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(EDITORIAL from Korea JoongAng Daily on Aug. 3)

All News 07:02 August 03, 2022

Stop the game of chicken

A tense tug-of-war between the United States and China over U.S. House Speaker Nancy Pelosi's visit to Taiwan sound loud alarms over security in Northeast Asia. She meets Taiwan's President Tsai Ing-wen on Wednesday. Over U.S. intervention in Taiwan issues, Chinese President Xi Jinping warned U.S. President Joe Biden not to get involved in China's internal affairs. "Those who play with fire will eventually get burned," Xi said. Pelosi's trip to Taiwan reflects the U.S. government's determination not to yield to pressure from Beijing. Following strong warnings from the Global Times, China's state-run tabloid, against her visit — and after a straight warning from China's foreign ministry "not to cross a Maginot Line" — China made public the scene of launching a hypersonic ballistic missile known as the "aircraft carrier-killer."

Showing its respect to the "One China" policy, the White House made it clear that the U.S. does not support Taiwan's independence. And yet, America warned China to not exploit Pelosi's trip to reinforce its military aggressiveness. After a standoff over the freedom of navigation in the South China Sea, high technology, trade and democratic values, the conflict simmering between the two countries is being renewed in the Taiwan Strait. It could turn into the worst security crisis since 1996 in the same strait.

A U.S. House Speaker's visit to Taiwan is not the first time. In 1997, when Newt Gingrich went to Taiwan, the Chinese foreign ministry protested but it didn't lead to a conflict. At that time, China was bent on raising its power without exposing itself to outside. This time, China is more sensitive to the visit because of Pelosi's persistent advocacy of human rights and democracy in China. The clash symbolizes the changed U.S.-China power dynamics after China's dramatic rise over the past 25 years.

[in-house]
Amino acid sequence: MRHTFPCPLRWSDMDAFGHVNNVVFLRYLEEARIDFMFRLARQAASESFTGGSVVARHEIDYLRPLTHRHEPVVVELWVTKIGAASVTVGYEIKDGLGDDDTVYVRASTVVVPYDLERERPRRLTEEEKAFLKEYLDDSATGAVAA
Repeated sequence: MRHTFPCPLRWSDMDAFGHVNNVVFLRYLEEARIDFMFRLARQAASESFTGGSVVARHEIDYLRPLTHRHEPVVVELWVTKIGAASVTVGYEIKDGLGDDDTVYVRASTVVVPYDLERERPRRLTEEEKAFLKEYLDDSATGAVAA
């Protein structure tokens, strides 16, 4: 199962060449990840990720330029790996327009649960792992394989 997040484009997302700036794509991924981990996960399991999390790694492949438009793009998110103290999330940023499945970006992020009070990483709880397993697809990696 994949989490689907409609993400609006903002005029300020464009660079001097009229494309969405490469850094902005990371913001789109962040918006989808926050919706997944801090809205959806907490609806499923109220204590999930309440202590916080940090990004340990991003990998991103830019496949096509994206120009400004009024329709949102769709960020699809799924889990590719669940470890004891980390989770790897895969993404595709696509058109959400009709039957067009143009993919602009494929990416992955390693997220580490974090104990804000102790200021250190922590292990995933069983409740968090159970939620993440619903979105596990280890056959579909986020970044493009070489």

Worse, such a tight confrontation will certainly continue. Even mentioning unification of Taiwan through force, Xi Jinping wants to extend his five-year presidential term to the third one in the third National Congress of the Communist Party of China (CPC) in October. Biden also can hardly show the image of a weak leader to the anti-China front before the midterm elections in November. He cannot but use strong presidential rhetoric and foreign policy. Depending on the situation, Beijing could order a massive fleet of fighter jets to fly into Taiwan's Air Defense Identification Zone followed by a stern reaction from Uncle Sam.

If the balance of power is upset in the strait, it could affect the U.S. Forces in Korea and Japan, and have immense impact on the peace of the Korean Peninsula and Northeast Asia.

The ongoing game of chicken must stop.


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